Chris Brady: The Chicago goalkeeper is a good starter but is in an uphill climb to make this team because Patrick Schulte and Gaga Slonina appear to be the duo right now and neither have done anything to change that. But Brady has a bright long term future and is not out of the picture for the U-23 team. He had a nice cleansheet win with the U-23 team vs. Guinea in March.


The U-20 team

With the U.S. U-20 team set to have World Cup qualifying open in July, head coach Michael Nsien will need to build off his first camp in March as well as take the most in-form players. Fortunately for him, a number of players have started to breakthrough domestically in MLS.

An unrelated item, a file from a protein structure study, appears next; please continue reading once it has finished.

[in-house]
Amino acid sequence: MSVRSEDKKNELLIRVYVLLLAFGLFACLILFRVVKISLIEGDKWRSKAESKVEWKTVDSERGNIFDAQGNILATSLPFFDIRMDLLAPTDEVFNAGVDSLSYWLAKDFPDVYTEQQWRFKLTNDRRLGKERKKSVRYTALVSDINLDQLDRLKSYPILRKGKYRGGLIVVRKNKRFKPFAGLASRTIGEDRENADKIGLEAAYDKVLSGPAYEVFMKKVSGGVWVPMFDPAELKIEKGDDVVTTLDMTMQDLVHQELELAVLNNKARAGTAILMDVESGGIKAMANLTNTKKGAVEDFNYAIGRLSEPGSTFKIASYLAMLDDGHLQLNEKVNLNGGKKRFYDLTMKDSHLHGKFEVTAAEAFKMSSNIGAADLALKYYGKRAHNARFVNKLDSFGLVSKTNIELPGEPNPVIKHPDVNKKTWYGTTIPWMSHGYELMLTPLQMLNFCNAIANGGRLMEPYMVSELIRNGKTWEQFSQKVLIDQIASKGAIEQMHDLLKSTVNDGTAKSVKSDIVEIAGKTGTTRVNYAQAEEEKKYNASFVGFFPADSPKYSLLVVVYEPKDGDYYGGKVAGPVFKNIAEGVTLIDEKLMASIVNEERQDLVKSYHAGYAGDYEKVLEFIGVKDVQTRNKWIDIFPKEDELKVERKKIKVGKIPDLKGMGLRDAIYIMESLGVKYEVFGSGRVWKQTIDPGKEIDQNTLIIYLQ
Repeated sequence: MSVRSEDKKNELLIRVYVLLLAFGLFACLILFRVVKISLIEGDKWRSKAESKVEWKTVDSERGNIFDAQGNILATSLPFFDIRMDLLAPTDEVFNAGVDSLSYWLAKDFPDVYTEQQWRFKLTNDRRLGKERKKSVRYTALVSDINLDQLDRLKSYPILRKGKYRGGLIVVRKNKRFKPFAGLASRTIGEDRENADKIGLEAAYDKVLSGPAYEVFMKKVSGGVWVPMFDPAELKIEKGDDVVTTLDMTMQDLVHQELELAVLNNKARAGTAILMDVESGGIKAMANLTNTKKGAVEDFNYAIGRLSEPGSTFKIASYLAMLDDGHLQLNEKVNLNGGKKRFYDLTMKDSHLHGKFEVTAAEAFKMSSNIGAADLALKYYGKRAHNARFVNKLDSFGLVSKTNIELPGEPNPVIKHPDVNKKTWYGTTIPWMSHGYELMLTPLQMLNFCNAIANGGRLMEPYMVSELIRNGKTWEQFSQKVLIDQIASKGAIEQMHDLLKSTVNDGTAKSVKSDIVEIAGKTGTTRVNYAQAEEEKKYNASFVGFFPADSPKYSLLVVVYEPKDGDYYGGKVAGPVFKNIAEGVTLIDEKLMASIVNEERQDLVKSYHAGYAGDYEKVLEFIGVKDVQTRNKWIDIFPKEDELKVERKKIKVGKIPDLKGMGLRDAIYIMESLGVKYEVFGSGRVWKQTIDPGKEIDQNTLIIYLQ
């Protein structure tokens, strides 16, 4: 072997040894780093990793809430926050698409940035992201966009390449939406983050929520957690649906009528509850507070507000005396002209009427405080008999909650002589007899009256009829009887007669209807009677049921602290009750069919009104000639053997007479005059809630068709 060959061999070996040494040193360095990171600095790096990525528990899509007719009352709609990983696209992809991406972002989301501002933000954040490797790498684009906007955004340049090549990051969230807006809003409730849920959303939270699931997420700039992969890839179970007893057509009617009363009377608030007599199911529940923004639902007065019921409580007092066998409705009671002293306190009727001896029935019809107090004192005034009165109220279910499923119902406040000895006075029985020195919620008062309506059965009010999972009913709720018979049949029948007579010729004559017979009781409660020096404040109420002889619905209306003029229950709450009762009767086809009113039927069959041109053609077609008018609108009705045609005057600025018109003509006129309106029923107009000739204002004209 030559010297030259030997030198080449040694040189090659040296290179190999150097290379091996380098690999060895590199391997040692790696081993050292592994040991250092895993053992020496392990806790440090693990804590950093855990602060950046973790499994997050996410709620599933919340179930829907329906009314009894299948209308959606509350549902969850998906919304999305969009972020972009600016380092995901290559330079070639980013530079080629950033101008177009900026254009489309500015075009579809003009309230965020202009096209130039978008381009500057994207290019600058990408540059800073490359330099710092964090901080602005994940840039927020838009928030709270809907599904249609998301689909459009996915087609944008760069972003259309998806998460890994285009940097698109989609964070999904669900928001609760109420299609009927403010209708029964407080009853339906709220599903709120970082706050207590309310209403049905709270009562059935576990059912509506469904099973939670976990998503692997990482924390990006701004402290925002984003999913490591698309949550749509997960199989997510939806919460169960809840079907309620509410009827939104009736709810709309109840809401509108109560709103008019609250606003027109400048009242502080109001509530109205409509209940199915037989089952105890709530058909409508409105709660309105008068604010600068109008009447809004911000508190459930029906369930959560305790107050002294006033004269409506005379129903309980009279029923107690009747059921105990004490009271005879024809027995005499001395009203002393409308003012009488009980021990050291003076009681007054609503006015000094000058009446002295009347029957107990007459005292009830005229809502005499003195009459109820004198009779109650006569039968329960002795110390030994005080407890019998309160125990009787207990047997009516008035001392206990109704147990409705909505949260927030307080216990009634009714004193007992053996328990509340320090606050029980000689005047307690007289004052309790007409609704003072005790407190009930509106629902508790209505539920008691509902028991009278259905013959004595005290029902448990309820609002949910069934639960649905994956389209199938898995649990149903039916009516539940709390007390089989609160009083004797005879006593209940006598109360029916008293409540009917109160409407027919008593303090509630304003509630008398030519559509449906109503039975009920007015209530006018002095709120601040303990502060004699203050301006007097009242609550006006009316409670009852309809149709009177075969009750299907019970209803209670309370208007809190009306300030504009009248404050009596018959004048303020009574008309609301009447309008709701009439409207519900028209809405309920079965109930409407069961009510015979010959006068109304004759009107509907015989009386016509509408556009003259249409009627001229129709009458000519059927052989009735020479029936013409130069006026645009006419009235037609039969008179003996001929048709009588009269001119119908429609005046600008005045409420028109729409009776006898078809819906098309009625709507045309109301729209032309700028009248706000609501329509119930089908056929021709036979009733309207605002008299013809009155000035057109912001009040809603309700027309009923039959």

Esmir Bajraktarevic: The New England Revolution winger is one of the most promising players in the U-20 pool and has been spending time playing with the U-23 team (playing up a cycle). The Olympics are a possibility for Bajraktarevic, but the U-20 team is likely if he comes up short with the U-23 team this cycle. The Revs are off to a terrible starter and while Bajraktarevic hasn’t always been effective, he’s done well enough to show he has a high ceiling. He’s in a good position right now to play a lot.

Obed Vargas: The Seattle Sounders midfielder participated in the first U-23 camps of the cycle, but the U-20 team this year seems far more likely. He’s looked better the past two games for Seattle. He should be a leader for this U-20 team.